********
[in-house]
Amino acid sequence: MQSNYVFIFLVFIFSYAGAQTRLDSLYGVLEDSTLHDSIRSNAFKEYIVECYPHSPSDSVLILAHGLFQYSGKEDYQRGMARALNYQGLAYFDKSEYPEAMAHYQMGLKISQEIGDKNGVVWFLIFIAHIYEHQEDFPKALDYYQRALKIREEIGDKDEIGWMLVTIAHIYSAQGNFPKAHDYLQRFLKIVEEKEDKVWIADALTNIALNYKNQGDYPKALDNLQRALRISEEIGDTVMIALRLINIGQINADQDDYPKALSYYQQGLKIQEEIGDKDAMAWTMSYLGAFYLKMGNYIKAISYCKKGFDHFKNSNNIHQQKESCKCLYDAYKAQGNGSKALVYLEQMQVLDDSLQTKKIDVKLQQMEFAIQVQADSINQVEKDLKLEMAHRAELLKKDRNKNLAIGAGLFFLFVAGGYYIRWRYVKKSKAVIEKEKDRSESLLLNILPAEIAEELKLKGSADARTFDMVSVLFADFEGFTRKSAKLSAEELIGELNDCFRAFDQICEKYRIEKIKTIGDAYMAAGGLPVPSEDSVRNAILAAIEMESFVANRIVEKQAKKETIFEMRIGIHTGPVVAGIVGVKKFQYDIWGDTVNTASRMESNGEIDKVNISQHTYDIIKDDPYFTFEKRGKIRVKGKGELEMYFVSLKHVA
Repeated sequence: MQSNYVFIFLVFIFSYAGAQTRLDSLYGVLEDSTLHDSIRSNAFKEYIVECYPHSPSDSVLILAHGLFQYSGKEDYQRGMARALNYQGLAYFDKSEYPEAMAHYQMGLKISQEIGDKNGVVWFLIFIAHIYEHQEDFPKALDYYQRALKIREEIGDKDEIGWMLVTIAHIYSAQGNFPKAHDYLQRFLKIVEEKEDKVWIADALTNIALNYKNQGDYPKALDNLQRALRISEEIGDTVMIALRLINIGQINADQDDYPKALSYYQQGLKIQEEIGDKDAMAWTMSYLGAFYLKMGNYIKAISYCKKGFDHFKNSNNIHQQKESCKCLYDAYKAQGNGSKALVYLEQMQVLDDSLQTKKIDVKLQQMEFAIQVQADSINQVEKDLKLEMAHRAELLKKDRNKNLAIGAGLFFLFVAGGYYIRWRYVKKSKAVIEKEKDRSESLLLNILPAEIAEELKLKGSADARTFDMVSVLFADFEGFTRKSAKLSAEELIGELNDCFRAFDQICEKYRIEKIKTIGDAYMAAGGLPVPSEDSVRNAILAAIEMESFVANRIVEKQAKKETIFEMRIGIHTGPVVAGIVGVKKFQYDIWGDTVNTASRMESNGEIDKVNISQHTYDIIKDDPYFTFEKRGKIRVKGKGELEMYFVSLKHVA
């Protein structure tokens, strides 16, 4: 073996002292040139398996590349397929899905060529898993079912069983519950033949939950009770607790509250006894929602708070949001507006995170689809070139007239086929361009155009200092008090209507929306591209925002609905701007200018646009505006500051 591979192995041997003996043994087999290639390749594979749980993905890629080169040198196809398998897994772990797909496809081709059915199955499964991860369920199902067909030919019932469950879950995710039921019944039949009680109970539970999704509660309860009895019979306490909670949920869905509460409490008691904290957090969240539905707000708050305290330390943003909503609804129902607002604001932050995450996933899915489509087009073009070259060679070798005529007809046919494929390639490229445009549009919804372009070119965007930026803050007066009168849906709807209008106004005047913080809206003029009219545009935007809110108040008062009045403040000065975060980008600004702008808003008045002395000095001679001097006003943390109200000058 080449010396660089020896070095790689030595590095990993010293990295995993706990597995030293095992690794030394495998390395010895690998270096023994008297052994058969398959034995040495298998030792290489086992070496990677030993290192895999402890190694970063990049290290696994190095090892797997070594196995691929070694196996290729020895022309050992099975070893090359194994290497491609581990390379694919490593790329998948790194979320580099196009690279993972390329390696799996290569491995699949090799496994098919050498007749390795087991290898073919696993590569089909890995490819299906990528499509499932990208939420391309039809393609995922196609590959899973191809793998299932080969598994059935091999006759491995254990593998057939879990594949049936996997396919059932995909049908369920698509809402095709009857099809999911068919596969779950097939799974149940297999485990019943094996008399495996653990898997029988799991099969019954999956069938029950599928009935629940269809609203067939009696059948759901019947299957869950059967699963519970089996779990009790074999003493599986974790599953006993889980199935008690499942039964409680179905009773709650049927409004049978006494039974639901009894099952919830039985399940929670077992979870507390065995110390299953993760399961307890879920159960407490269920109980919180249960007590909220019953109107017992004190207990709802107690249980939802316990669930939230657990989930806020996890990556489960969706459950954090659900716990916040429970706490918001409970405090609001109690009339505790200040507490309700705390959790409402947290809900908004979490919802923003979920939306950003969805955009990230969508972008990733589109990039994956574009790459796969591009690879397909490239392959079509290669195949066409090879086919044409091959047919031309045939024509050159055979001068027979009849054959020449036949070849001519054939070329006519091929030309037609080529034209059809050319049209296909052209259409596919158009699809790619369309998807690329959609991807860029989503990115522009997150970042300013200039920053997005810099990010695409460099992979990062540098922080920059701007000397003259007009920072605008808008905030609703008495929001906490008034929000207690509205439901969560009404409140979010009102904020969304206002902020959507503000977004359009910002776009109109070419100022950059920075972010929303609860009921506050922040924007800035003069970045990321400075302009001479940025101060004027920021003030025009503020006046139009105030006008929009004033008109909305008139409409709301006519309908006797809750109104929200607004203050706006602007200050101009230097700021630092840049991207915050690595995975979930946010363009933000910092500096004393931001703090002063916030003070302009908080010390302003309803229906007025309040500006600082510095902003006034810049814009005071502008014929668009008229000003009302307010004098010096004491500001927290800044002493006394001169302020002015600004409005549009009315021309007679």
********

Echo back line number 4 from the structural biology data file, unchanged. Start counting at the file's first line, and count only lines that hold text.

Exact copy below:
């Protein structure tokens, strides 16, 4: 073996002292040139398996590349397929899905060529898993079912069983519950033949939950009770607790509250006894929602708070949001507006995170689809070139007239086929361009155009200092008090209507929306591209925002609905701007200018646009505006500051 591979192995041997003996043994087999290639390749594979749980993905890629080169040198196809398998897994772990797909496809081709059915199955499964991860369920199902067909030919019932469950879950995710039921019944039949009680109970539970999704509660309860009895019979306490909670949920869905509460409490008691904290957090969240539905707000708050305290330390943003909503609804129902607002604001932050995450996933899915489509087009073009070259060679070798005529007809046919494929390639490229445009549009919804372009070119965007930026803050007066009168849906709807209008106004005047913080809206003029009219545009935007809110108040008062009045403040000065975060980008600004702008808003008045002395000095001679001097006003943390109200000058 080449010396660089020896070095790689030595590095990993010293990295995993706990597995030293095992690794030394495998390395010895690998270096023994008297052994058969398959034995040495298998030792290489086992070496990677030993290192895999402890190694970063990049290290696994190095090892797997070594196995691929070694196996290729020895022309050992099975070893090359194994290497491609581990390379694919490593790329998948790194979320580099196009690279993972390329390696799996290569491995699949090799496994098919050498007749390795087991290898073919696993590569089909890995490819299906990528499509499932990208939420391309039809393609995922196609590959899973191809793998299932080969598994059935091999006759491995254990593998057939879990594949049936996997396919059932995909049908369920698509809402095709009857099809999911068919596969779950097939799974149940297999485990019943094996008399495996653990898997029988799991099969019954999956069938029950599928009935629940269809609203067939009696059948759901019947299957869950059967699963519970089996779990009790074999003493599986974790599953006993889980199935008690499942039964409680179905009773709650049927409004049978006494039974639901009894099952919830039985399940929670077992979870507390065995110390299953993760399961307890879920159960407490269920109980919180249960007590909220019953109107017992004190207990709802107690249980939802316990669930939230657990989930806020996890990556489960969706459950954090659900716990916040429970706490918001409970405090609001109690009339505790200040507490309700705390959790409402947290809900908004979490919802923003979920939306950003969805955009990230969508972008990733589109990039994956574009790459796969591009690879397909490239392959079509290669195949066409090879086919044409091959047919031309045939024509050159055979001068027979009849054959020449036949070849001519054939070329006519091929030309037609080529034209059809050319049209296909052209259409596919158009699809790619369309998807690329959609991807860029989503990115522009997150970042300013200039920053997005810099990010695409460099992979990062540098922080920059701007000397003259007009920072605008808008905030609703008495929001906490008034929000207690509205439901969560009404409140979010009102904020969304206002902020959507503000977004359009910002776009109109070419100022950059920075972010929303609860009921506050922040924007800035003069970045990321400075302009001479940025101060004027920021003030025009503020006046139009105030006008929009004033008109909305008139409409709301006519309908006797809750109104929200607004203050706006602007200050101009230097700021630092840049991207915050690595995975979930946010363009933000910092500096004393931001703090002063916030003070302009908080010390302003309803229906007025309040500006600082510095902003006034810049814009005071502008014929668009008229000003009302307010004098010096004491500001927290800044002493006394001169302020002015600004409005549009009315021309007679």